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New solar technology can capture, store and release solar energy wherever and whenever needed

The researchers behind an energy system that makes it possible to capture solar energy, store it for up to eighteen years and release it when and where it is needed have now taken the system a step further. (CREDIT: Creative Commons)


Researchers at Chalmers University of Technology in Sweden have advanced a groundbreaking energy system capable of capturing and storing solar energy for extended periods, with the ability to release it as needed.


Previously demonstrated for heat extraction, this system has now achieved the milestone of electricity production through integration with a thermoelectric generator. This innovation holds the potential for self-charging electronics using stored solar energy, as stated by research leader Professor Kasper Moth-Poulsen.


 
 

The technology, known as Molecular Solar Thermal Energy Storage Systems (MOST), relies on a specialized molecule designed to undergo shape changes upon exposure to sunlight. This process has garnered significant global interest for its potential applications.


Graphical Abstract. The photophysical properties of two MOST couples are characterized both in liquid with a catalytical cycling setup and in a phase-interconvertible neat film. (CREDIT: Cell Reports Physical Science)


Collaborating with researchers in Shanghai, the team sent solar-loaded molecules to be converted into electricity using a compact thermoelectric generator. Despite generating modest electricity amounts so far, the feasibility of the concept is evident, particularly for integration into devices like headphones, smartwatches, and phones, according to researcher Zhihang Wang.


 
 

One of the significant advantages of this technology lies in its carbon-neutral and emissions-free nature. However, extensive research and development are required before widespread adoption becomes feasible.


Efforts are underway to enhance the system's efficiency in extracting electricity or heat, as well as optimizing cost-effectiveness for broader deployment, notes Moth-Poulsen.


 

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MOST operates through a closed energy system centered around a specialized carbon, hydrogen, and nitrogen molecule.


When exposed to sunlight, this molecule transforms into an energy-rich isomer, which can be stored in liquid form for later use. With advancements, the energy can now be stored for up to 18 years.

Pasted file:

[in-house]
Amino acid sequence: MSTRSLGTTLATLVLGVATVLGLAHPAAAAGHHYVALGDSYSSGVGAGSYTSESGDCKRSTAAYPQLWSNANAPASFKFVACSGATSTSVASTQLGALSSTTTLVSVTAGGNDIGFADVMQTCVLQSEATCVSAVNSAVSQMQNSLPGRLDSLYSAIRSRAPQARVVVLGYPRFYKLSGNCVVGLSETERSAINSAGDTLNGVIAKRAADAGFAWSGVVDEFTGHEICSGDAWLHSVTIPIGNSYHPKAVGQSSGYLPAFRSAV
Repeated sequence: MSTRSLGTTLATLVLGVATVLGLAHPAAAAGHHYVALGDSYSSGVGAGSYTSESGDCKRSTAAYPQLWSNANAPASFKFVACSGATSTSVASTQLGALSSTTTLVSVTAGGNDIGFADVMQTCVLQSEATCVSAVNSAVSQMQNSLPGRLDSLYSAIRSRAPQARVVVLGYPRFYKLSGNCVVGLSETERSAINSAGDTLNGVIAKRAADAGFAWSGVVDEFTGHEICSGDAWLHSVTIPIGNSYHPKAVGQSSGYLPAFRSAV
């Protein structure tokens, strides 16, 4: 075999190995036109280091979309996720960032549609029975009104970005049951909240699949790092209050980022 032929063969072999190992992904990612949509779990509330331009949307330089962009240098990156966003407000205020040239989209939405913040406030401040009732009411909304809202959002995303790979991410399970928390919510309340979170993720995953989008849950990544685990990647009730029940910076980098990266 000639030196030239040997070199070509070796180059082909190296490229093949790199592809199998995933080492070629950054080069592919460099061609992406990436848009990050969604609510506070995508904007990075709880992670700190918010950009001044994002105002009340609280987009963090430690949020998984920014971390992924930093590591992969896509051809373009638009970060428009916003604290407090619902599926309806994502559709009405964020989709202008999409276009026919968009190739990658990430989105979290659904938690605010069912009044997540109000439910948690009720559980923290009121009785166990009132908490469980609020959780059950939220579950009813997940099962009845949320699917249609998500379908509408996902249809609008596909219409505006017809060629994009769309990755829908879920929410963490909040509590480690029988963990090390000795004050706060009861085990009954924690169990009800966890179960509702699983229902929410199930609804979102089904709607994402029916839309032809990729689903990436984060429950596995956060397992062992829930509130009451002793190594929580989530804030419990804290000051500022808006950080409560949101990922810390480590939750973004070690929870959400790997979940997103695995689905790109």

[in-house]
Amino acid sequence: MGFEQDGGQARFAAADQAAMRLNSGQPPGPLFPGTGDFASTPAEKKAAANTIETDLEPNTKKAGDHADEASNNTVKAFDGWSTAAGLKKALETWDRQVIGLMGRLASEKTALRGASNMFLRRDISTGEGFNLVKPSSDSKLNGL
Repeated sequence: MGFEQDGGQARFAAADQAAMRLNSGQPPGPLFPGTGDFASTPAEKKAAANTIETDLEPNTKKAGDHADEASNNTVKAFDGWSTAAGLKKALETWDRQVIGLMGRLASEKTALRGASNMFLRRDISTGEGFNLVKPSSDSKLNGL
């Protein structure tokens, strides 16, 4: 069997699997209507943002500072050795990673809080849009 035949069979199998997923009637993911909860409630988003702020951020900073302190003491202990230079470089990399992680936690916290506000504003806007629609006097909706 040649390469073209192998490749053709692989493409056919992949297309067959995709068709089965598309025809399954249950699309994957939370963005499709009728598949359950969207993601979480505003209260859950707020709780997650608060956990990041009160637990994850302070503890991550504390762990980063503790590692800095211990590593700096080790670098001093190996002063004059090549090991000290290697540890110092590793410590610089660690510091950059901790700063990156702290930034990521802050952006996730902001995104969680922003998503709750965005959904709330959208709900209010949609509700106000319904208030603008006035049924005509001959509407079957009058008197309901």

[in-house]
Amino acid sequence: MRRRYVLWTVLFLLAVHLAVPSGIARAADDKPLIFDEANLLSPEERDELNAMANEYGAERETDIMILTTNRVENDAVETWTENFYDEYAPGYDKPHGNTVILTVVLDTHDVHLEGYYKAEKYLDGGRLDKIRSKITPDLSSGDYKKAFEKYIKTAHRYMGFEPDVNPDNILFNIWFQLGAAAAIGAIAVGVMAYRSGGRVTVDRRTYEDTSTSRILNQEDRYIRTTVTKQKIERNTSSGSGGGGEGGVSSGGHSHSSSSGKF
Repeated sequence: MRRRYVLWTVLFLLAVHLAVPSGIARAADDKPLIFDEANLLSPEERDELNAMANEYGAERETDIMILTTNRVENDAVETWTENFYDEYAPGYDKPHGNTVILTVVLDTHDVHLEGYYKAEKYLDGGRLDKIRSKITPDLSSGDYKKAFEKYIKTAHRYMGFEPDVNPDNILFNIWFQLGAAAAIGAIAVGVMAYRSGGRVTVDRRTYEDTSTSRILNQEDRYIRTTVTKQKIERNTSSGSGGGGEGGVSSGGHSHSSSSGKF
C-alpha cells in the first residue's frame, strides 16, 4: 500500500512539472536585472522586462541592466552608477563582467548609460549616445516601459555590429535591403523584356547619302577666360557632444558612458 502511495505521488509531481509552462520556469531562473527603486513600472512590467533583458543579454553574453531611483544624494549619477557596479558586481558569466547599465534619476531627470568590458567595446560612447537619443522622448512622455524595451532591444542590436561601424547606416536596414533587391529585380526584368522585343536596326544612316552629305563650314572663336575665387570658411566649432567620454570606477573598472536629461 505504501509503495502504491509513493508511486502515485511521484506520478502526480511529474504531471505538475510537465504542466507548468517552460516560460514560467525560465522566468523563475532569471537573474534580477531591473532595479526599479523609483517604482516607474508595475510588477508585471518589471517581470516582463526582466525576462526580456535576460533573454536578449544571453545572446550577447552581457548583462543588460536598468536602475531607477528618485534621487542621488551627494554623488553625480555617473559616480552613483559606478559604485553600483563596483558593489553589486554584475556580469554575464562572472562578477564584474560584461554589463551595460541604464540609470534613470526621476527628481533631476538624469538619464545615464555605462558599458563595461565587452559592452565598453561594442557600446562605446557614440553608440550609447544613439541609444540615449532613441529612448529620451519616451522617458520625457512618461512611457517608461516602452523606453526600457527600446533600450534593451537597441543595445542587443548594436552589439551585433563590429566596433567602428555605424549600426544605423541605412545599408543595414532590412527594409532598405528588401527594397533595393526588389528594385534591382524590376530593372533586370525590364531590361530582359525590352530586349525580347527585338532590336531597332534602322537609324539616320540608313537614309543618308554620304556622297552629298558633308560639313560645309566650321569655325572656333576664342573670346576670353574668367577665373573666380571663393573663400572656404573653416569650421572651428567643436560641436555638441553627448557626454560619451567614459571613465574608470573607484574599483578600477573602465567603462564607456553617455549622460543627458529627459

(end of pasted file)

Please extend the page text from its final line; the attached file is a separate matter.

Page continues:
A tailored catalyst facilitates energy release as heat while restoring the molecule to its original state, enabling reuse within the heating system. The recent integration with a micrometer-thin thermoelectric generator expands the system's capabilities to include on-demand electricity generation.


Power generation of MEMS-TEG when hot water of different temperature flows through the copper tube at the hot end of the TEG. (CREDIT: Cell Reports Physical Science)


The study Chip-scale solar thermal electrical power generation is published in Cell Reports Physical Science. The article is written by Zhihang Wang, Zhenhua Wu, Zhiyu Hu, Jessica Orrego-Hernández, Erzhen Mu, Zhao-Yang Zhang, Martyn Jevric, Yang Liu, Xuecheng Fu, Fengdan Wang, Tao Li and Kasper Moth-Poulsen. The researchers are active at Chalmers University of Technology in Sweden, Shanghai Jiao Tong University and Henan Polytechnic University in China, as well as at the Institute of Materials Science in Barcelona and the Catalan Department of Research and Advanced Studies, ICREA, in Spain.


 
 

The research has been funded by the Knut and Alice Wallenberg Foundation, the Swedish Foundation for Strategic Research, the Swedish Research Council Formas, the Swedish Energy Agency, the European Research Council (ERC) under grant agreement CoG, PHOTHERM - 101002131, the Catalan Institute of Advanced Studies (ICREA), and the European Union's Horizon 2020 Framework Programme under grant agreement no. 951801.






For more science news stories check out our New Innovations section at The Brighter Side of News.


 

Note: Materials provided above by The Brighter Side of News. Content may be edited for style and length.


 
 

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